• Y10S165/53Conduit insert

Abstract

A turbulator for heat exchange tubes made of two metal strips. Each metal strip is formed into a plurality of turbulence nodules which are preferably V-shaped and alternately extend in two different directions. The two metal strips are connected to each other at the places of joinder of the turbulence nodules, providing an end view of generally X-shaped configuration. The alternating pairs of turbulence nodules provide an enhanced buffeting action and heat exchange without an undesirable excessive pressure drop. In the preferred embodiment, each metal strip is tapered having a narrow end tapering to a relatively wide end.

Description

BACKGROUND OF THE INVENTION
1. Field of the Invention
This invention relates to turbulators, and more particularly to turbulators for disturbing an exhaust gas flow in heat exchange tubes.
2. Description of the Prior Art
In the past, turbulators have imparted a swirling motion to gasses flowing through tubes, decreasing the efficiency of heat exchange. These turbulators also have caused a relatively large pressure drop over the length of the tube for the turbulence produced, making them less useful.
SUMMARY OF THE INVENTION
It is an object of this invention to provide a turbulator which increases heat exchange without an overly large pressure drop.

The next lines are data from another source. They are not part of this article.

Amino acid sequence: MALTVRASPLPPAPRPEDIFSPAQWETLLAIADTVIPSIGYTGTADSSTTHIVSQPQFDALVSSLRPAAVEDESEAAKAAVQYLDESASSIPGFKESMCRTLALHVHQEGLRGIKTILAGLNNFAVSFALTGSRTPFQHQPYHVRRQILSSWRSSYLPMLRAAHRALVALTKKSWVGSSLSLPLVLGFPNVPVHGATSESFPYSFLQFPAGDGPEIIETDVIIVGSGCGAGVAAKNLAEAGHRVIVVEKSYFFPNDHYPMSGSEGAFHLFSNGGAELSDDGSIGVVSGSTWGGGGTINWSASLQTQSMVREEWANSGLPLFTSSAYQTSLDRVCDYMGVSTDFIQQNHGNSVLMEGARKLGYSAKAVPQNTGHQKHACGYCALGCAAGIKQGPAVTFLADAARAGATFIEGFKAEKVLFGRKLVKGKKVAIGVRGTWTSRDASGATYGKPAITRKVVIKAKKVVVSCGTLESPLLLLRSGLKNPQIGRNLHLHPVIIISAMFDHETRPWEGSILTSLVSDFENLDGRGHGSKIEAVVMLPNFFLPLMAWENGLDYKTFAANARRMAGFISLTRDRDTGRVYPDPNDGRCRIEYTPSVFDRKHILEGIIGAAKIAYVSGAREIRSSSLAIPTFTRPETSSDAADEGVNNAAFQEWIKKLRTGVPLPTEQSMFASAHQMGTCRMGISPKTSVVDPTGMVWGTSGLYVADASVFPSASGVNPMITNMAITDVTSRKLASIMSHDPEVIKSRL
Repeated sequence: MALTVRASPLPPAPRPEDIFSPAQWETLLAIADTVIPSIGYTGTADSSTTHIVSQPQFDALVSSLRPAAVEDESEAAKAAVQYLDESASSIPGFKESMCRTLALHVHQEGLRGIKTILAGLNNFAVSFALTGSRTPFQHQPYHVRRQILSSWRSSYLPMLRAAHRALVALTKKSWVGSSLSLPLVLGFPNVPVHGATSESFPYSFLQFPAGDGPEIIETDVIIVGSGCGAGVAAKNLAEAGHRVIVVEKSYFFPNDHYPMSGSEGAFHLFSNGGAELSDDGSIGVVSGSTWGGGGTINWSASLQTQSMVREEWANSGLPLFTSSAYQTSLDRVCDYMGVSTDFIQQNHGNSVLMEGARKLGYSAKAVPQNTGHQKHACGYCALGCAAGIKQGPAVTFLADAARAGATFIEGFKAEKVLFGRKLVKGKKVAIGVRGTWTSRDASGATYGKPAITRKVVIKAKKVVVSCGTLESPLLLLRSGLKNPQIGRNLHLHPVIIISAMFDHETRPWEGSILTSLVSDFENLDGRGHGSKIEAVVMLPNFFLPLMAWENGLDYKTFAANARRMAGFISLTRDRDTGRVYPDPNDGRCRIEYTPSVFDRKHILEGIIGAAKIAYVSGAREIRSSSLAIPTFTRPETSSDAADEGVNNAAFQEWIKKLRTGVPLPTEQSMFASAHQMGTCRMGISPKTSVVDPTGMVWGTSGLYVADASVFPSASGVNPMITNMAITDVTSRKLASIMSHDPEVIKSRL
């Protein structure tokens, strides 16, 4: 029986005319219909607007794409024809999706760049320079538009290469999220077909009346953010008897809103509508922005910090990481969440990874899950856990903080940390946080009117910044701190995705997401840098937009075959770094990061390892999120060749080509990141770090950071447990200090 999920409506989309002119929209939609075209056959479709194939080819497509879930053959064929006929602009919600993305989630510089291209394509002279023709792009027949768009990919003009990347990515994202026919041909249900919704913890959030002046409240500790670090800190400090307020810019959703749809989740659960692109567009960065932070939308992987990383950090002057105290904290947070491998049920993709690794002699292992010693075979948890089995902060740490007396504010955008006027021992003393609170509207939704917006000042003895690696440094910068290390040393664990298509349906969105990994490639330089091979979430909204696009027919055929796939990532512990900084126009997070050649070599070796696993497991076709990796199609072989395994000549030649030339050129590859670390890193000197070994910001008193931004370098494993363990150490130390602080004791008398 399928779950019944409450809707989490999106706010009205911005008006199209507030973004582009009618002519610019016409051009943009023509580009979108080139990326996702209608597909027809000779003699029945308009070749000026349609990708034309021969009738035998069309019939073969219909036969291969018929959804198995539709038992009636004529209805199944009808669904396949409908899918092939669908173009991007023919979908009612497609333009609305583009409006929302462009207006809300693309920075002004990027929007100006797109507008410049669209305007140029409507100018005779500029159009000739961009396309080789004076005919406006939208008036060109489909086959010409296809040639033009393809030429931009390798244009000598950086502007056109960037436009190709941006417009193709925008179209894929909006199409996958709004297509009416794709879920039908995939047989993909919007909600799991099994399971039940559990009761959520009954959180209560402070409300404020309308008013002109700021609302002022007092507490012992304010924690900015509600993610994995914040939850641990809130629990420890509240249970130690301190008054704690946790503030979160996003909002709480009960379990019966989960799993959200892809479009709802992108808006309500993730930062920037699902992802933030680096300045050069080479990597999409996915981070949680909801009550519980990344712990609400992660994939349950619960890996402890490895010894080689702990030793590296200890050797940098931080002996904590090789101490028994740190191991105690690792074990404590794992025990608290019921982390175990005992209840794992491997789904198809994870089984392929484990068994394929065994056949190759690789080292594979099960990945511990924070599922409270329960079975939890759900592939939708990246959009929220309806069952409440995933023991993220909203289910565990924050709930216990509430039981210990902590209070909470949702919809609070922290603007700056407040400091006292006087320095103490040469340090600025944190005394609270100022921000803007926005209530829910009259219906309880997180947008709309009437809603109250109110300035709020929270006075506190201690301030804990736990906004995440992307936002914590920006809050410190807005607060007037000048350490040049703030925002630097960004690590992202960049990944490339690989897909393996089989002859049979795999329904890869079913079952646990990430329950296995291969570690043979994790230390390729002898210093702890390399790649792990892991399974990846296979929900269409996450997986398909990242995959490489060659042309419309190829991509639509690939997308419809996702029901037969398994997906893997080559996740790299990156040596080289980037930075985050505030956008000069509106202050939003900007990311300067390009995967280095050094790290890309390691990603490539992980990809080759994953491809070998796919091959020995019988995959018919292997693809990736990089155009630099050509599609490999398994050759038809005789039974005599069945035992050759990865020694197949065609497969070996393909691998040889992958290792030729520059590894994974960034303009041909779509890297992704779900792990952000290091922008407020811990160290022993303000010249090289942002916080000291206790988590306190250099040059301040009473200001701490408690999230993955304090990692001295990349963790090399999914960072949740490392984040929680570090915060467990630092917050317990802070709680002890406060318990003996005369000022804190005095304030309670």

It is a further object of this invention to provide a turbulator which can be adopted to provide the largest possible turbulence within the parameters dictated by the pressure drop which can be sustained by the equipment in which the turbulator is used.
It is a still further object of this invention to provide a turbulator which maximizes heat transfer to the heat exchange tube wall by means of convection and minimizes conductive heat transfer by means of metal to metal contact from the turbulator to the heat exchange tube.
It is a still further object of this invention to provide a turbulator which can be adapted to be used in heat exchange tubes of any diameter.
The above objects and others are obtained by providing a turbulator made up of two substantially identical strips. Each strip is formed into a plurality of turbulence nodules, preferably of a V-shaped longitudinal cross-section. One group of nodules extends in a first direction and a second group of nodules extends in a second direction from the axis of the strip. Members of the first group of nodules alternate with members of the second group the length of the strip. The two strips are connected to each other at the points of contact of the nodules.